Syrian Lebanese bank rejects U.S. sanctions
BEIRUT: A Beirut-based subsidiary of Syria’s state-owned Commercial Bank of Syria, added to a list of U.S. sanctions targets last week, said Wednesday it had done nothing illegal and was confident its clients would ignore Washington’s measure.
The U.S. Treasury Department announced sanctions against Syrian Lebanese Commercial Bank and its main shareholder, Commercial Bank of Syria, on Aug. 10, freezing their U.S. assets and barring them from doing business in the United States.
The move was part of escalating U.S. pressure on Syrian President Bashar Assad over his repression of five months of street protests calling for his overthrow.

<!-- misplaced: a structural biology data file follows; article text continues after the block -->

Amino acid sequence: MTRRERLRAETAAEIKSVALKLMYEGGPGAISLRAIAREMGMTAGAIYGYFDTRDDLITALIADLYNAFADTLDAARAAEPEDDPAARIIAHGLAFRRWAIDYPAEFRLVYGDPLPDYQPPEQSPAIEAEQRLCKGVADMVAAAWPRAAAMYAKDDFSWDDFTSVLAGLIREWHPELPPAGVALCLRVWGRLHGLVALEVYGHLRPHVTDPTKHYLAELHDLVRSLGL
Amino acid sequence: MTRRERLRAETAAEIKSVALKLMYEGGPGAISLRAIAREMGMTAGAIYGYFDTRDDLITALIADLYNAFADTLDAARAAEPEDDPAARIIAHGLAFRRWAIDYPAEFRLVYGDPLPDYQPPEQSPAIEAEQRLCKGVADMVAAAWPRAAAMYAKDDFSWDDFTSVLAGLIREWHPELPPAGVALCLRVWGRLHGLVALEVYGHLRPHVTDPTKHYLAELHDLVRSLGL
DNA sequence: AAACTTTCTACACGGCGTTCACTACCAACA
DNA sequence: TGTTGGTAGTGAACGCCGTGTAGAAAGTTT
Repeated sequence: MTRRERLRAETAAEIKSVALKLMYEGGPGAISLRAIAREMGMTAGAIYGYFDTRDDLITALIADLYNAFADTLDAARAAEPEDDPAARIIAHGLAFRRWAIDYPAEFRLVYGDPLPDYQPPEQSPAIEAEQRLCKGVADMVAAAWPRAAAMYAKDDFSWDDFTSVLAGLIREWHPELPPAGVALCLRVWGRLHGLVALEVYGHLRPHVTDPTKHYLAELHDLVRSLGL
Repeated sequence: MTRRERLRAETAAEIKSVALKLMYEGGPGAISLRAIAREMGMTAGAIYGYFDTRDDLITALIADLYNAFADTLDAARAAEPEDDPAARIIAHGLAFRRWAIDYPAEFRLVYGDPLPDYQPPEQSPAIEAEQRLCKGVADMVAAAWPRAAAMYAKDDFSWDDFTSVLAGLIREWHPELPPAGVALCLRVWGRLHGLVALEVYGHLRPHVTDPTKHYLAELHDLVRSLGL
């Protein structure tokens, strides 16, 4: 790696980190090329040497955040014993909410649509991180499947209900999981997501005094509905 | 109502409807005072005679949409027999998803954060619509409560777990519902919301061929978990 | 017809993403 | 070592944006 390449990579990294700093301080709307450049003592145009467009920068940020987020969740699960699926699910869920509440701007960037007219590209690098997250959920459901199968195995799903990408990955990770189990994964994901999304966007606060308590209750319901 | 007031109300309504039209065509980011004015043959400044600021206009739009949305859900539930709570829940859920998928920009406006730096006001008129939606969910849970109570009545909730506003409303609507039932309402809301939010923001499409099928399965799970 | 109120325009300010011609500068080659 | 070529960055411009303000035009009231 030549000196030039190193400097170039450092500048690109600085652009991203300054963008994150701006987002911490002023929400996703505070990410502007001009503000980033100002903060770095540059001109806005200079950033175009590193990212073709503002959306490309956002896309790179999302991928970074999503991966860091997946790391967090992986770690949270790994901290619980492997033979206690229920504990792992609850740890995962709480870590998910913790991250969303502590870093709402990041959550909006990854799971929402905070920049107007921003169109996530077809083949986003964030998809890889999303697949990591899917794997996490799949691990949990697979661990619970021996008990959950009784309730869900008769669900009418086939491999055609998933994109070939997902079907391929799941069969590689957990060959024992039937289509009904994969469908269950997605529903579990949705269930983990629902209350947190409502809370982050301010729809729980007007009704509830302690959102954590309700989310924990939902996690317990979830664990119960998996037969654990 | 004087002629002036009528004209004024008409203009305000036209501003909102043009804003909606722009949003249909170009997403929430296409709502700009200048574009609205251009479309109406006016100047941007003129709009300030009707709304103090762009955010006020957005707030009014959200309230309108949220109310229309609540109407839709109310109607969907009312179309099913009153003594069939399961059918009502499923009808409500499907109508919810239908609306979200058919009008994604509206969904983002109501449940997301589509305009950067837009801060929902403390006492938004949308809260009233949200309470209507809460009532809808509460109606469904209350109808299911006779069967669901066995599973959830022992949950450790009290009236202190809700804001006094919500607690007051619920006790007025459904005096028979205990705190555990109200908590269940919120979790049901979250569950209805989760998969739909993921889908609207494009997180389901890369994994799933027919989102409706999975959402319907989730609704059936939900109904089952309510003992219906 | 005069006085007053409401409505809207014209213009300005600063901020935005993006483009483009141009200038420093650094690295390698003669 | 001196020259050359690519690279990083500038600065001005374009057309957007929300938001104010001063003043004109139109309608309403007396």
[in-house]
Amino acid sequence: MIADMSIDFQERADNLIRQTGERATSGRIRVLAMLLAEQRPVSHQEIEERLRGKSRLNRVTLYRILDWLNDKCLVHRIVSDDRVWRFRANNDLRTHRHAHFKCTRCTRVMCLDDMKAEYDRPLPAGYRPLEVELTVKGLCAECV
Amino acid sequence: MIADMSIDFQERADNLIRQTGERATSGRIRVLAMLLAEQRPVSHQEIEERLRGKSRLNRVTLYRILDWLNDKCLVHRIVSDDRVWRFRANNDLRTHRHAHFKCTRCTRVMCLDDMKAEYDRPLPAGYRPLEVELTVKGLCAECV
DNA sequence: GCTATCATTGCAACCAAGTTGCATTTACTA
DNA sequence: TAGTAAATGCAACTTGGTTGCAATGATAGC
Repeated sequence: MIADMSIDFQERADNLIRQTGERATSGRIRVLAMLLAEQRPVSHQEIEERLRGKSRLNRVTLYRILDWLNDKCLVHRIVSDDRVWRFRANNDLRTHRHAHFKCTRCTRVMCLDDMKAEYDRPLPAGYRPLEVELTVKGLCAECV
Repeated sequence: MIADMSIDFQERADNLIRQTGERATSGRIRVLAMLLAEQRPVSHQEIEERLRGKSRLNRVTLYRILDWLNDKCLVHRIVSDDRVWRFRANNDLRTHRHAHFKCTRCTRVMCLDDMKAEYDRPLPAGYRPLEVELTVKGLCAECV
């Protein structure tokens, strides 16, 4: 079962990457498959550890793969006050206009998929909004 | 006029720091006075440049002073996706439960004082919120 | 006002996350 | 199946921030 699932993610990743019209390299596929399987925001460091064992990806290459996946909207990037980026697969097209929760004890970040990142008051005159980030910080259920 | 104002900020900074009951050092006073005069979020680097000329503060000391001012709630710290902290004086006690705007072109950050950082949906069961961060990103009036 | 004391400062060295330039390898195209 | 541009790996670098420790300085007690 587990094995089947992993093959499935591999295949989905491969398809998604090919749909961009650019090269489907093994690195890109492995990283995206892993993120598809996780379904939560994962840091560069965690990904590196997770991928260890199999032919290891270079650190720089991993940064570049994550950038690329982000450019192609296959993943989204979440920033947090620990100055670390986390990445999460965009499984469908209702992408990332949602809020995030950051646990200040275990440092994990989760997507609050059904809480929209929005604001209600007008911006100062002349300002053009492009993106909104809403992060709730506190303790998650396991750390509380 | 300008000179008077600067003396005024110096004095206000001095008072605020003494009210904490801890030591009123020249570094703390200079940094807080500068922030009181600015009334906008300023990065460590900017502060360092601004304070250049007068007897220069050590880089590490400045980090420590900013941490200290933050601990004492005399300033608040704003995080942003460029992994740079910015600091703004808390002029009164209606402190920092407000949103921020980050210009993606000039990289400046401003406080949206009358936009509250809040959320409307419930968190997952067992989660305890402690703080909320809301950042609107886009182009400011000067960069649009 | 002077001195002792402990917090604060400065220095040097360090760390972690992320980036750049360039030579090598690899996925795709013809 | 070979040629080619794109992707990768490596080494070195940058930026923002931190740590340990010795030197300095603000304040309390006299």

The U.S. Treasury said that the Commercial Bank of Syria had been targeted for providing financial services to Syria’s Scientific and Studies and Research Center and North Korea’s Tanchon Commercial Bank, which had itself been listed in 2005 for the support of weapons of mass destruction proliferation.
Rejecting what he called unfounded political allegations, SLCB chairman Doureid Ahmad Dergham said the bank’s activities were overseen by Lebanese regulators.
“SLCB is a Lebanese institution fully governed and controlled by the Central Bank of Lebanon and subject to supervision of the regulatory authorities,” the bank’s chairman said in a statement.
The bank had “never had any operation with neither a North Korean nor Iranian entity” and denied any accusation of “any illegal activity with any suspected country.”
The chairman added that SLCB’s correspondent banks and clients knew there was no evidence the bank had done anything wrong and expressed that he was confident they would ignore “those unfair sanctions.”